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IBF is a joke (propaganda to promote new scoring system)

Discussion in 'Rules / Tournament Regulation / Officiating' started by ccskaki, Dec 16, 2005.

  1. ccskaki

    ccskaki Regular Member

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    Try having a look at the latest article on their official website:

    http://www.intbadfed.org/Portal/desktopdefault.aspx?tabid=10&ItemID=1903

    The last paragraph reads:
    " The event has received positive feedback from many people and although there are some quarters who have expressed alternative opinions, it seems that the overall consensus is that many have welcomed the new scoring system. Umpire Tomoharu Sano of Japan said: "The game is now very fast and the officials have to be very alert too at all times. It's an exciting change." "

    Wow, so according to this IBF article, the new scoring format was welcomed by most people (overall consensus). But why can't they find a positive comment from the top players or coaches who are the people most qualified to give a professional opinion? Why can't they find a positive comment from the spectators who are the ones really concerned about the entertainment value of matches. No they have to get a comment from an UMPIRE!

    The reason is because the truth is that most players didn't like the new scoring system. Just read your newspapers (not written by IBF).

    IBF must be desperate. Someone must have some personal agenda behind all this.
     
    #1 ccskaki, Dec 16, 2005
    Last edited: Dec 16, 2005
  2. DinkAlot

    DinkAlot dcbadminton
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    Any comments from spectators with first hand experience? Anything heard through the grapevine? Anything other than IBF and media comments?
     
  3. Nephrus

    Nephrus Regular Member

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    Just my personal opinion from watching the games online. The current scoring system works really well with Singles Games, because you do notice a definate amount of time saved, and the players have to be more careful about their shots as singles should be. But for doubles I think they should keep the rule of only getting a point in your service while maintaining it without a second serve, this way the game can "slow down" a little and we the viewers can enjoy a more "Lengthy" and exciting game (Even the chinese commentators say the doubles game, especially MD, is the jewel of watching badminton but isn't that fun to watch right now, despite their china team winning, hahaha) . Just some thoughts after watching the games...
     
  4. ccskaki

    ccskaki Regular Member

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    I watched the game between Bao and Sairul Amar. The whole watch was over in a very short time. Shorter doesn't make it more interesting. There's no more depth in the game. Only smash smash smash. I want to see more of the other skills which are equally important. But no, now it's like 2 mad man playing against each other. There's no sense of professionalism anymore.

    If one day badminton matches at the highest level last only about 35 - 40 minutes, it's going to degenerate into an amateur sport.
     
  5. Quasimodo

    Quasimodo Regular Member

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    One perhaps unintentional side-effect of the new scoring format to shorten matches is that we may no longer be able to use the often quoted Han Jian vs. Morten Frost and Kevin Curren vs. Boris Becker match statistics to show just how physically demanding badminton is. I mean those statistics will always stand, but if the new scoring system stays, then they'll no longer be applicable.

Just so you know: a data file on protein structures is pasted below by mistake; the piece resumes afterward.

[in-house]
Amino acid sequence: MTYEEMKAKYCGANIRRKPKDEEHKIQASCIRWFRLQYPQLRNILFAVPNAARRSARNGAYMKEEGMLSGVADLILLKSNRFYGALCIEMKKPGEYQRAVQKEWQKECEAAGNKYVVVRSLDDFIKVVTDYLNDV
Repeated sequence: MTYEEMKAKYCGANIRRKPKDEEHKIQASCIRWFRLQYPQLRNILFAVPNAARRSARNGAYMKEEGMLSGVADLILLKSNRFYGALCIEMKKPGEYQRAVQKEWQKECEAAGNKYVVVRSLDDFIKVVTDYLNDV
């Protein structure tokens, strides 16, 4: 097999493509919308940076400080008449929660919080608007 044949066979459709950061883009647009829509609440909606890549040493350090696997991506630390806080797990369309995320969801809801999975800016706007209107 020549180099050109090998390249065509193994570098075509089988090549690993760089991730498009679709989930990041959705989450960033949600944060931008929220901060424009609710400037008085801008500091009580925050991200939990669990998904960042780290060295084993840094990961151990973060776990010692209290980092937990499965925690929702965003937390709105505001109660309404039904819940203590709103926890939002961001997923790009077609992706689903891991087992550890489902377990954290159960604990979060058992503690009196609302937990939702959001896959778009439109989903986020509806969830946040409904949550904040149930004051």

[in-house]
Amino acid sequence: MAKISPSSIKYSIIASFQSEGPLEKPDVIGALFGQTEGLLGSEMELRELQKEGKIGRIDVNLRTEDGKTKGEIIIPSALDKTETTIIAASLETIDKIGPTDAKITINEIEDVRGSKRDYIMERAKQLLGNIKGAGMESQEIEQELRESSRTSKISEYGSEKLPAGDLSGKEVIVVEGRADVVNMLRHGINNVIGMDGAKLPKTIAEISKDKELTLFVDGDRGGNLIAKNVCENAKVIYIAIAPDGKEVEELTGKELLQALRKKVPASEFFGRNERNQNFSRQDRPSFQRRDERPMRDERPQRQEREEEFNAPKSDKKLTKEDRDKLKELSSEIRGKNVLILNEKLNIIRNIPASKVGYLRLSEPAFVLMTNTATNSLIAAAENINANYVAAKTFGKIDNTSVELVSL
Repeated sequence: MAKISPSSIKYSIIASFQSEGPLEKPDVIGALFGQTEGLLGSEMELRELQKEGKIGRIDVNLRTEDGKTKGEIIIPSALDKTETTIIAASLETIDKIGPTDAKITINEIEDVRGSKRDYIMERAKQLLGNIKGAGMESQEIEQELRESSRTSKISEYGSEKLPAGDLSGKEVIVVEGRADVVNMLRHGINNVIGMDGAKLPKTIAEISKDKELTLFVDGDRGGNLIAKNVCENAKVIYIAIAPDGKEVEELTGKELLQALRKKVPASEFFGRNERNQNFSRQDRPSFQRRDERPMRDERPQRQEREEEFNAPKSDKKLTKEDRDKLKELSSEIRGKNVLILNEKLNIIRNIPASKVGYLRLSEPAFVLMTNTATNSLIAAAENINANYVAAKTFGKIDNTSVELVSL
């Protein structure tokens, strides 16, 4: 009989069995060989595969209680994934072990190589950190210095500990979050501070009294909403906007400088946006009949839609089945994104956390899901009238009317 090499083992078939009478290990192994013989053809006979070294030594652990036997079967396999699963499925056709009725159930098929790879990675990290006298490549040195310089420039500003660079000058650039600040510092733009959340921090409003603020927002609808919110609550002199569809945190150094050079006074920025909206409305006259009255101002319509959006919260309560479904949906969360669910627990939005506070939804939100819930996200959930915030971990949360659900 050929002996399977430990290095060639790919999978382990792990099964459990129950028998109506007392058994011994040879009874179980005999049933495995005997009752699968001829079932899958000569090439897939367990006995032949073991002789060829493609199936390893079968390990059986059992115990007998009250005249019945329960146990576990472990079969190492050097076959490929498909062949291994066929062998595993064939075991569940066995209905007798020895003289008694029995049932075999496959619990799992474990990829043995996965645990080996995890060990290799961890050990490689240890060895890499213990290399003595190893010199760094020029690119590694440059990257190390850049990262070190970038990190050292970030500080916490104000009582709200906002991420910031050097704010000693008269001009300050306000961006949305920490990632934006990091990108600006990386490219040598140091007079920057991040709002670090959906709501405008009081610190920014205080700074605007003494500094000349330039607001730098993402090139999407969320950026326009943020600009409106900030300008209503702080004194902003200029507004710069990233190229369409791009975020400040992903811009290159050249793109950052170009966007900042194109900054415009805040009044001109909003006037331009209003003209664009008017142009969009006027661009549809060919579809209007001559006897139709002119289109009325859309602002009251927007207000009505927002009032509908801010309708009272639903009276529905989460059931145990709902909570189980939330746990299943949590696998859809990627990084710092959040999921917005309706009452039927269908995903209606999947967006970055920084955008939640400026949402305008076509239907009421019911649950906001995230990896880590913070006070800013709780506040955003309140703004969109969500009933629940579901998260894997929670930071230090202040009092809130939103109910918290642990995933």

6. _muse

    _muse Regular Member

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    Ccskaki, I don't think you should develop such a strong opinion on one match (if indeed you only saw one match). But i'm gonna sound a bit hypocritical here, since i myself have only been privy to a single match, and base what i can on that. The match I saw was Chen jin against Hafiz. I gotta say, I liked how that game was played out through the new scoring system. The pace of that game was considerably faster than many games i've seen using the 3X15 system. It highlighted Chen Jin's potential to become one of the best players out there, showing just how explosive a player he can be. In fact, I think it was his initiative to push the pace of the game as fast as he could that caused Hafiz to falter and lose the match. Hafiz just couldn't keep up.

    The match couldn't have taken more than 35 minutes, but i don't think that short limit of time prevented these two players from playing their best or from showing how skilled they are with a badminton racket. Anyway, it's only been a couple days since the new scoring system has taken effect. I think there's much more to see with the new scoring system with the world cup finals coming up.
     
  7. wedgewenis

    wedgewenis Regular Member

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    I just vomited all over my keyboard....

    I totally buy what the guy is saying about the Umpire ... its quite obvious a very large portion of players, coaches and fans are going to reject this deal. This is the IBF swallowing its own BS. What a crock of PR nonsense.

    Even if this went official and Pro badminton was 21x3 from now on ... I can't see for the life of me anyone at my local club buying into this crap, not that a random club matters - my point is that for the average player I dont think this is a desired change .... Canada has rejected this proposal so far as I know they are Not officially adopting this for National play... I'm sure there muse be other countries (even ones bigger in Badminton) who don't wish this either.
     
  8. merlin

    merlin Regular Member

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    ...give it a try

    Funny thing - I was playing yesterday using the old scoring system. I will try to remember to use the new system next time I play.

    We should all try the new system in our games, and then come back here.
     
  9. badrad

    badrad Regular Member

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    i think in the long run, players will play the way they are most comfortable. over time, the small group of pencil pushers at the IBF will be off the council, and a new group will be cleaning up the mess this current group made. unfortunately, as history tends to perpetually repeat itself, this will likely happen again in another few years, with new group of over-zealous desk-jockeys, and we will have the same old discussions once again.

    in the meantime, nothing has changed. there will not be a mass of new players flooding into the sport. there will be no budweiser sponsorship, or a super-bowl hype of any badminton event in North America...

    it will simply be a few forgotten little people who tried making a change... a change that few people wanted... what a waste of time and manpower...
     
  10. DinkAlot

    DinkAlot dcbadminton
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    The sad thing is, in the U.S., badminton is "basically" an amateur sport. :(